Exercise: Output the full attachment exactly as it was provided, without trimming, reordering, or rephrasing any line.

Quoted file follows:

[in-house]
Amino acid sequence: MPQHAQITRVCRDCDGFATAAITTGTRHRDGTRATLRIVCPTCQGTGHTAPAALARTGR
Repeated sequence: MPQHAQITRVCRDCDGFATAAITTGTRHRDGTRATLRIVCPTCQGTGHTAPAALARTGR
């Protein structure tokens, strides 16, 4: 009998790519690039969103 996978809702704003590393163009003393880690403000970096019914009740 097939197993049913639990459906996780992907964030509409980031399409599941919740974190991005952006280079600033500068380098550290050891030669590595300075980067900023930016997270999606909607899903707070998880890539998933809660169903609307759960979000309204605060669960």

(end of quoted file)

[in-house]
Amino acid sequence: MPQHAQITRVCRDCDGFATAAITTGTRHRDGTRATLRIVCPTCQGTGHTAPAALARTGR
Repeated sequence: MPQHAQITRVCRDCDGFATAAITTGTRHRDGTRATLRIVCPTCQGTGHTAPAALARTGR
């Protein structure tokens, strides 16, 4: 009998790519690039969103 996978809702704003590393163009003393880690403000970096019914009740 097939197993049913639990459906996780992907964030509409980031399409599941919740974190991005952006280079600033500068380098550290050891030669590595300075980067900023930016997270999606909607899903707070998880890539998933809660169903609307759960979000309204605060669960």